Despite being one of the poorest Arab countries, the kingdom of Morocco has been spared the widespread protests seen elsewhere in North Africa and the Middle East.
Just last week, however, the regime suffered the strongest reminder that serious reforms are not a luxury, but a necessity. The Marrakesh bombing has been the deadliest in a series of violent incidents that have occurred on a yearly basis since the Casablanca bombings of 2003, when 45 people died in an attack that involved 12 suicide bombers. The attacks that killed 16 and injured 21 others on the Jamma El Fna in Marrakech targeted Morocco's core industry, tourism, and with it the foreign tourists who have visited the country by the millions over the last decade.
This newest attack reveals some of the details of the Moroccan situation that are difficult for Arab neighbours to the east and European neighbours across the Strait of Gibraltar to understand.
Morocco's traditional monarchy is based on the centuries-old idea that the monarch is the "Commander of the Faithful" - Amir Al Mu'minin - of Morocco's religious community. Effectively, this means that contesting the supreme role of the king is sacrilege. Most Moroccans, especially in rural areas, have rallied in support of the king on many difficult occasions since Morocco gained independence from French colonial rule in 1956. The bond between Moroccans and their ruler is not based solely on fear, as has been the case in some other states in the Middle East. Rather, it is profoundly religious.
The king's religious role has significantly reduced the scope of protest action. It is inconceivable to hear public calls for the king's removal, and even privately, it has been an idea limited to a handful of intellectuals and political activists. This is true in spite of two attempted military coups during the early 1970s.
Consequently, opposition to the regime and calls for reforms have limited themselves to calls for greater public accountability, greater participation of political parties in the national government, and for increasing the scope and protection of human rights.
Since the early 1990s and especially under King Mohamed VI, who has ruled since 1999, the regime has responded positively to such demands and has even taken the initiative, while insisting on an implicit bargain in which the opposition would refrain from asking for reforms that might touch upon the supreme position of the king.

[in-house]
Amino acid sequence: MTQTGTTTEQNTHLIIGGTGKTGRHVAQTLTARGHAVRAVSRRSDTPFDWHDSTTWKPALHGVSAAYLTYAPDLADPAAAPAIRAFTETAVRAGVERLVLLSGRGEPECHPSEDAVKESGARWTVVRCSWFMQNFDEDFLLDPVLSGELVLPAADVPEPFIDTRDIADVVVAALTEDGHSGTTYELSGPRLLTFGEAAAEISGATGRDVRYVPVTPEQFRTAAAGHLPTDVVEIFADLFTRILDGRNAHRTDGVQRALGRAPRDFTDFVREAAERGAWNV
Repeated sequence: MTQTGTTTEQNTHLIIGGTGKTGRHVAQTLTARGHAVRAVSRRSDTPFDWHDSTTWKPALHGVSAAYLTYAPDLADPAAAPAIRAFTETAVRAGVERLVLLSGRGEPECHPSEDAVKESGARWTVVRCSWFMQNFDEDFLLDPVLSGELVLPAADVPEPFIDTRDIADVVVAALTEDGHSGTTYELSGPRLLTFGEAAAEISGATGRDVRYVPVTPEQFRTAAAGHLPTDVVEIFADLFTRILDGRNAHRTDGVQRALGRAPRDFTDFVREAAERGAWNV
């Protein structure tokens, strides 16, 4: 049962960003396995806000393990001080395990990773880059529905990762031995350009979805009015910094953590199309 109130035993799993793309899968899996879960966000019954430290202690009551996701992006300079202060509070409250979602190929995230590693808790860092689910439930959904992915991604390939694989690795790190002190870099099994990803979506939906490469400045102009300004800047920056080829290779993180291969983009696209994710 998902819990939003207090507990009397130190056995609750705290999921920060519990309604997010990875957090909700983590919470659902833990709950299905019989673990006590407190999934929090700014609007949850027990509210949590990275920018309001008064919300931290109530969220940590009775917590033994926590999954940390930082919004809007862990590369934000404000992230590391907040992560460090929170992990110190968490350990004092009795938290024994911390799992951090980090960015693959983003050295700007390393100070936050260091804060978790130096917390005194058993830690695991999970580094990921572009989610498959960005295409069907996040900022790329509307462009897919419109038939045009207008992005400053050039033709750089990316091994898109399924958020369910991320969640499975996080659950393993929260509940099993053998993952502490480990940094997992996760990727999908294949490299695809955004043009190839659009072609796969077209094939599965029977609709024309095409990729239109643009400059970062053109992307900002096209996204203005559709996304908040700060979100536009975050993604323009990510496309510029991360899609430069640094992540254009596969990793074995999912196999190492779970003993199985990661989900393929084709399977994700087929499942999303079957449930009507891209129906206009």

For example, the current 1996 constitution allows the king to appoint the prime minister without consideration of electoral outcomes, and to appoint all senior positions from the minister of justice, and the minister of interior, to high-ranking military officers. He is the supreme commander of the armed forces, and the royal office is the primary initiator of most, if not all, pieces of legislation.
From a position of strength, the king was able to grant substantial political freedoms. These included a multi-party system, a guarantee of free and fair elections for almost 20 years now, complete with supervision by international observer groups, and in 2004 the establishment of a public truth and reconciliation commission. Here, hundreds of victims of human rights abuses were able to talk on national TV about the tortures they suffered under King Hassan II, who ruled until 1999.
However, this relative freedom also pushed many parties and citizens to call for a Spanish-like transition from authoritarian rule to constitutional democracy, a demand that the king and the royal advisers, called makhzen, have tried to quell. When mass protests brought down Hosni Mubarak and Zine el Abidine Ben Ali, timid protests inside Morocco repeated the long-standing demand of a constitutional democracy in a movement called 20 February. In response, the monarch caught his adversaries by surprise by announcing a constitutional reform that would, as in the 1990s and before, be approved by referendum.
Unlike Tunisia (but similar to Egypt), there was no constitutional assembly that was charged with instituting reform, but a commission hand-picked by the monarch himself. The 20 February Movement continued its protests, which accelerated after one rally was violently dispersed in Casablanca on March 13. Again in response to this dissatisfaction, the monarch began a heightened process of political consultation. Political parties - all more royalist than even the king himself - were requested to submit their proposals for reform, as were some activists of the 20 February Movement in an attempt to co-opt them into the political space. The pro-reform weekly newspaper TelQuel wrote on April 22 quite accurately that "the revolution is the king".
In this situation, the effects of the Marrakech bombing are likely to be disastrous for any substantial constitutional reform. Throughout its history, and particularly since the Casablanca attacks, the Moroccan kingdom has always been able to portray itself as the guarantor of stability. If pro-constitutional reform activists were initially confident in calling for substantial changes following the Tunisian or Egyptian examples, their constituency may now be a lot smaller than it was before.
An emphasis on economic reforms, such as an increase in the minimum wage or more subsidies, will also become more prominent in an effort to deflate the economic causes of violence and terror. Reformers will also look to neighbouring Tunisia, where in spite of the revolution, unemployment continues to cause young graduates no shortage of despair. This will ultimately limit the role played by the Tunisian model, which has otherwise served to inspire waves of enthusiasm since January.
James N Sater is an associate professor at the department of international studies at the American University of Sharjah